Torah maintains a special concern for the most vulnerable among us: the widow and the orphan, to be precise in biblical language, but really anyone who has fallen into long term poverty. According to Torah, in fact, perpetual poverty should not even exist. That is what the Sabbatical Year is for: redistributing the wealth of the land to make sure it is shared equitably.

It is Basic Biblical Economics: 1) God has given us abundance; 2) We are required to share it; 3) Inequities must be reconciled over time.

We pray for these biblical economic principles in the Prayer of Jesus. We call forth, as Jesus did, the core of the teachings of Torah, the core of the tradition through which God has ensured God’s faithful provision for all of humanity, the core of the tradition Jesus comes to fulfill by his very presence among us. “Give us this day our daily bread,” we ask. “Forgive us our debts, as we forgive our debtors,” we pray.

In fact, the resurrection of the teachings of Torah in The Way of Jesus is not really so different from the campfire story of miraculous manna falling in the wilderness. The miracle of the teachings of Torah resurrected in The Way of Jesus comes from the heartfelt human sharing of God’s abundance with everyone. Which is, given the human propensity for hoarding, perhaps the greater miracle.

By the time we get to first-century Judea, where Jesus starts sharing parables with his disciples about the equitable re-distribution of the wealth of the land, it has become far easier to believe manna will fall again from the sky than to believe the people will actually live by the teachings of Torah. I suppose we could say the same thing today.

Jesus says it can be different. Jesus demands it to be different!

God wants everyone to have our daily bread, Jesus insists, Moses insists. Period. And God knows this will not happen unless we all do our part to trust God has truly given us enough, to trust we can share it well, to trust we can find a way to reconcile inequalities, and then to do it.

Which is what our Stewardship Campaign for the 2022 SPC budget is really all about. In a truly tough year, we will have enough? The big joke among Pastors is to say to our congregations, “God has given us all the money we need to enact the ministry God wants us to enact. It’s just all in your pockets!”

While that sentiment is most certainly true, it is also true that folks really are struggling these days. Prices are rising, pay raises are iff-y, short term job security seems to be stabilizing, but our longer term economic outlook is murky at best, while our long term climate outlook is increasingly dire. It is hard to trust God has given us enough. It is even harder to trust we who are human have the political will to share God’s “Enough” equitably.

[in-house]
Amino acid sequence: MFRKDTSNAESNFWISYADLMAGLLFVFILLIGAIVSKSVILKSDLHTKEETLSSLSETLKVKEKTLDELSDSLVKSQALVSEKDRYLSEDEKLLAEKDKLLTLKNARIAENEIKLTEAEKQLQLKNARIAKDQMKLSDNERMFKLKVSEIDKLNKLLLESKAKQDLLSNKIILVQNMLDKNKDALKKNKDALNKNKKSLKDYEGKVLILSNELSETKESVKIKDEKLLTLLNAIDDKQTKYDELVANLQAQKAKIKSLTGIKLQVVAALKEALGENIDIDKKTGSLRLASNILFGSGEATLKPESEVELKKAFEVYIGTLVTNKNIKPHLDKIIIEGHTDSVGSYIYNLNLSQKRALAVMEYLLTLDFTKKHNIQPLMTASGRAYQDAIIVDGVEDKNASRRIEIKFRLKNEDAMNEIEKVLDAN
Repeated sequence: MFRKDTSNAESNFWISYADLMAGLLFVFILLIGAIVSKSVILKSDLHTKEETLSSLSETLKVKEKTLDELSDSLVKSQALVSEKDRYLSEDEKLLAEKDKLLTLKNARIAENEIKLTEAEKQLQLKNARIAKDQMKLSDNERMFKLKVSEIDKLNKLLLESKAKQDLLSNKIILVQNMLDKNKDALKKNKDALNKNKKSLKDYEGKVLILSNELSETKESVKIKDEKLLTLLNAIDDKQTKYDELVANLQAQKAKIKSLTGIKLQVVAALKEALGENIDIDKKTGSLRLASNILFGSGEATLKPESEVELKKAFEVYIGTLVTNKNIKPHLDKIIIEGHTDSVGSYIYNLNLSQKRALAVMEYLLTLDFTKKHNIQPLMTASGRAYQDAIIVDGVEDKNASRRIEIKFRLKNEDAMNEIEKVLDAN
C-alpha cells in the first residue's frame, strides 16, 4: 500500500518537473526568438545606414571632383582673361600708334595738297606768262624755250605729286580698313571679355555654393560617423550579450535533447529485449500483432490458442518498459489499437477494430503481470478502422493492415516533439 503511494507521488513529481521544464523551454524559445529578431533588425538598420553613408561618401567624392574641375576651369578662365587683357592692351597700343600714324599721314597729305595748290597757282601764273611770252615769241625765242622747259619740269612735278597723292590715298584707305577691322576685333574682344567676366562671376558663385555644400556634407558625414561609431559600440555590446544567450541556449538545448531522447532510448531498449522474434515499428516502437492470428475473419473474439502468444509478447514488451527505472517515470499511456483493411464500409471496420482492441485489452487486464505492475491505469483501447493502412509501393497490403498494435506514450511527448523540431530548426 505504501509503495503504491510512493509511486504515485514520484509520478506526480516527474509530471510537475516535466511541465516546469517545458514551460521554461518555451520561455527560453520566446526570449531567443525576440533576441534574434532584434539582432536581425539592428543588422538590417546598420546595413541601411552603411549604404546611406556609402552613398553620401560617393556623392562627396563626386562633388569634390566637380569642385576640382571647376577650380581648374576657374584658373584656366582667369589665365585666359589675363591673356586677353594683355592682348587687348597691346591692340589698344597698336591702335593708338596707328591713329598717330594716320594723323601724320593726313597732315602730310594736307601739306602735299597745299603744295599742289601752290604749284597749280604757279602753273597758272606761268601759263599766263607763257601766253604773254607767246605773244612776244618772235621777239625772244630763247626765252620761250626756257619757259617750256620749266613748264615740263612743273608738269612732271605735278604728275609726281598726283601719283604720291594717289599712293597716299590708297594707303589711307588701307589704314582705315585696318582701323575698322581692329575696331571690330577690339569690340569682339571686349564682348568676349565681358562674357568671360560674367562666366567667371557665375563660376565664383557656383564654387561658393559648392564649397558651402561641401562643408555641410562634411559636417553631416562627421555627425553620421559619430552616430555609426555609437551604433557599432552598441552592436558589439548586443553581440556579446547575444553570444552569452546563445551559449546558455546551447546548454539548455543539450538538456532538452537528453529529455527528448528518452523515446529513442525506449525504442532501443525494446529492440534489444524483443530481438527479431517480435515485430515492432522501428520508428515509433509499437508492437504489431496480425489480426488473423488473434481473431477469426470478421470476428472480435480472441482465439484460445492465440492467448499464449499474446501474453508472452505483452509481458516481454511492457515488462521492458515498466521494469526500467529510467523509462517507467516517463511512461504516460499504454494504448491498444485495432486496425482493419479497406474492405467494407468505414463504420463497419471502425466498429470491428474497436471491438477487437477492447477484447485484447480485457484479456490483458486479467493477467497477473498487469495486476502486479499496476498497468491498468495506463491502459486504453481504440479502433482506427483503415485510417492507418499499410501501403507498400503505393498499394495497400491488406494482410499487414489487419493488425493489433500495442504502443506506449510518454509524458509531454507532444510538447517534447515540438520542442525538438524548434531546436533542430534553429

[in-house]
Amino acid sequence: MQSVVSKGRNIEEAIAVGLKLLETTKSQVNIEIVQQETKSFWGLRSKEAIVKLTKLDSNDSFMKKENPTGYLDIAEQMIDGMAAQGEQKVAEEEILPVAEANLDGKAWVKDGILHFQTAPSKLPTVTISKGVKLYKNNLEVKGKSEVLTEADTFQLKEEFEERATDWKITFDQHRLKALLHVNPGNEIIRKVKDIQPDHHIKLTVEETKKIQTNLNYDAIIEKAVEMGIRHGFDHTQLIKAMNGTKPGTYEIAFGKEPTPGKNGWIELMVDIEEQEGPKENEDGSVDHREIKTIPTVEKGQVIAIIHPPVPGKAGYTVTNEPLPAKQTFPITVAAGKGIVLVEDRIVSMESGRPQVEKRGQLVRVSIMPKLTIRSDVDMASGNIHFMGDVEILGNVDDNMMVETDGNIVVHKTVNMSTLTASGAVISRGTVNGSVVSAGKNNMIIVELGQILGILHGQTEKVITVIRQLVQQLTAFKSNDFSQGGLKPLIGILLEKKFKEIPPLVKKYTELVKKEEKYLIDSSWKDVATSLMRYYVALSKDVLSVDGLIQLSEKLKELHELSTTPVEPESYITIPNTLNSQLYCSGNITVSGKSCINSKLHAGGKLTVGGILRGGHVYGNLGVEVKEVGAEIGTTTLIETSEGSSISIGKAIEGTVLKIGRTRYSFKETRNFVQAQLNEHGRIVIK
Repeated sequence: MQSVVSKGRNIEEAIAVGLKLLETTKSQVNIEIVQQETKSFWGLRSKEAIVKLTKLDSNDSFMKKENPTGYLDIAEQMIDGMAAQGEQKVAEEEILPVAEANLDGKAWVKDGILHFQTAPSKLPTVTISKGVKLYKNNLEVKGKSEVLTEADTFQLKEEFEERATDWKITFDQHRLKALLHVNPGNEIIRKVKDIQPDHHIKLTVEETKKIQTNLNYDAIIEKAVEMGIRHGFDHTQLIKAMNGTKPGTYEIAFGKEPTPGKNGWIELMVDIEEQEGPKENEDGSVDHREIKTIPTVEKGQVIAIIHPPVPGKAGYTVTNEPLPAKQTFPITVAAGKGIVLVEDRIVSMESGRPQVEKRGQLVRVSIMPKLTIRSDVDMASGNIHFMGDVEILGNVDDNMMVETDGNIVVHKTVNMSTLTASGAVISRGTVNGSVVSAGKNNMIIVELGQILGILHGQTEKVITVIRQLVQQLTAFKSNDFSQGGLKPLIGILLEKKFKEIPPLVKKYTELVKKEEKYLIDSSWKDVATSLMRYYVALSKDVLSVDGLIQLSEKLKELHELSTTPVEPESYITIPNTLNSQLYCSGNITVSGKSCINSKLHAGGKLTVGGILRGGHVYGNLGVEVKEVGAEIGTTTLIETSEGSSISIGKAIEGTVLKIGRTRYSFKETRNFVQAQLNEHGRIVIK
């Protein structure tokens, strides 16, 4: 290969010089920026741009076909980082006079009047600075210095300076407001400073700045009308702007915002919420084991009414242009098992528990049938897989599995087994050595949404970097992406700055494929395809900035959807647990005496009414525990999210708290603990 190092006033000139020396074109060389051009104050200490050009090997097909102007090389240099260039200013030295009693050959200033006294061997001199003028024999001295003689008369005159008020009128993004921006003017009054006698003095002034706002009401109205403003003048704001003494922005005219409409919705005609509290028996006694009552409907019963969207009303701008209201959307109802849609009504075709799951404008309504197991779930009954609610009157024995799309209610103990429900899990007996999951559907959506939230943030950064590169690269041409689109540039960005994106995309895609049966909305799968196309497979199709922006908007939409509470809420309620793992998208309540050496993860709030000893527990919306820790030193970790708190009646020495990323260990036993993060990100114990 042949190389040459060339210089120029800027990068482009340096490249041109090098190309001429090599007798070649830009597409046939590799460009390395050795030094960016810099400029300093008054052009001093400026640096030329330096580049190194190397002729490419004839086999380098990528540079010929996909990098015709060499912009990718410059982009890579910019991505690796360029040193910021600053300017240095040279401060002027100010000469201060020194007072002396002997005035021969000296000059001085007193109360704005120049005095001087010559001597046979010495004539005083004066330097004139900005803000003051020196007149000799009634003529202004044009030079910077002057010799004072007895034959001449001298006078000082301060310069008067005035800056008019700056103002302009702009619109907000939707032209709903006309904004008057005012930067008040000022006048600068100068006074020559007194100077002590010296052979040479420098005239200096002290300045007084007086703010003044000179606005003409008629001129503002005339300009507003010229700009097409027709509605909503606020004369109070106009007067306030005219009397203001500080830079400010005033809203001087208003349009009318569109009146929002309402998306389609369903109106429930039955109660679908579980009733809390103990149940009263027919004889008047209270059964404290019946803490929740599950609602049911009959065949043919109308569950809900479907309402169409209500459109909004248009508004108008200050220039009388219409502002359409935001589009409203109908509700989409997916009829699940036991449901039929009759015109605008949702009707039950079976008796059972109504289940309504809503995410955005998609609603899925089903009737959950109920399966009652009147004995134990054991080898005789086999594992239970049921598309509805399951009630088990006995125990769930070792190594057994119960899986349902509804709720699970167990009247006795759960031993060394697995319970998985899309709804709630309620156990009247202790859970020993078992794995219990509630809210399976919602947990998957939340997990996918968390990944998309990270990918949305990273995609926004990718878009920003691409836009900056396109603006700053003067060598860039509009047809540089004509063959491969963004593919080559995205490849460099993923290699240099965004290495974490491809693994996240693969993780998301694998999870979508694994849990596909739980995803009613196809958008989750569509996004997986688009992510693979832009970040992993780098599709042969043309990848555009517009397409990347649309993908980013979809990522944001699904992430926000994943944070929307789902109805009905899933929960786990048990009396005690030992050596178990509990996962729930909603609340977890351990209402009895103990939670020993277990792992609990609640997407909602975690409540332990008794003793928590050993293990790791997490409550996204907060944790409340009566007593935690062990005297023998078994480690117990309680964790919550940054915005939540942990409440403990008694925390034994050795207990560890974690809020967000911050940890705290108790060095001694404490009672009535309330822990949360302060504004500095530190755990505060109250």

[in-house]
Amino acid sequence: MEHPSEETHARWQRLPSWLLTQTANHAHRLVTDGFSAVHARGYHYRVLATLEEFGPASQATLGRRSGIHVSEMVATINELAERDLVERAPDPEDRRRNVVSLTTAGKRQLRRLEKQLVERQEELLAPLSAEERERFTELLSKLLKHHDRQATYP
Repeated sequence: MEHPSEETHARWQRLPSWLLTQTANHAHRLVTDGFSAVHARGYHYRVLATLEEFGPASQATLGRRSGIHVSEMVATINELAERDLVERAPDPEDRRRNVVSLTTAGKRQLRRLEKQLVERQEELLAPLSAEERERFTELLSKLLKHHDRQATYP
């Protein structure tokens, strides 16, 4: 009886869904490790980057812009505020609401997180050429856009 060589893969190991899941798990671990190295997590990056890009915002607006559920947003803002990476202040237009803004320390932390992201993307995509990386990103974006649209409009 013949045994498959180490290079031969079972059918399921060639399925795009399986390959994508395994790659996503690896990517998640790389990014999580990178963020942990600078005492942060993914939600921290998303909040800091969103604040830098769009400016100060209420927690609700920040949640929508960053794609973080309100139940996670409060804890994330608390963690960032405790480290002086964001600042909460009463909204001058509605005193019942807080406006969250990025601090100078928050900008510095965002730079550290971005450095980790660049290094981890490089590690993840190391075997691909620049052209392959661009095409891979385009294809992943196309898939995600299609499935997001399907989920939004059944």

Which is exactly why God gives us community. This community, to be precise. We do not wander this wilderness alone, as isolated as we still may feel. In community we look out for each other. In community we check in on each other. In community we provide for one another, not as an act of charity but as a commitment of justice.

We at SPC have a small but significant way to practice the basic biblical economics of our Scripture lesson today. There are so many things we are called to do through the ministry of this congregation to resurrect the teachings of Torah through The Way of Jesus: maintaining and even strengthening our online worship presence; enabling hybrid ministries that can meet in the building AND engage folks at home through technological advances; strengthening our commitments to our mission partners; solidifying our social justice witness; expanding our ministries with children and youth – including NINE new confirmands this year, inviting new members into our fold, and baptizing a beautiful baby on Halloween Sunday!

What an amazing community in this wilderness! What an incredible joy to journey through this wilderness together! What an opportunity to discover enough. What a moment to practice it.

At the same time, we really are struggling. Times really are tough. As one of you shared with me last week, “It’s just a hard time to be a human right now.” And if that means you need to step back a bit from your standard pledge, I get it. That is what you need to do.

But if the campfire miracle of manna falling in the wilderness gives you a new perspective on your enough-ness, I promise you, at the end of the day, you really won’t miss that little bit extra you pledge to SPC. And it will go to such great good, you will be really glad you did it.

Friends, God really has given us everything we need to provide well for our shared ministry. We just have to trust God really has given us enough. And, through us, will continue to give enough for everyone!

Let the church say, Amen!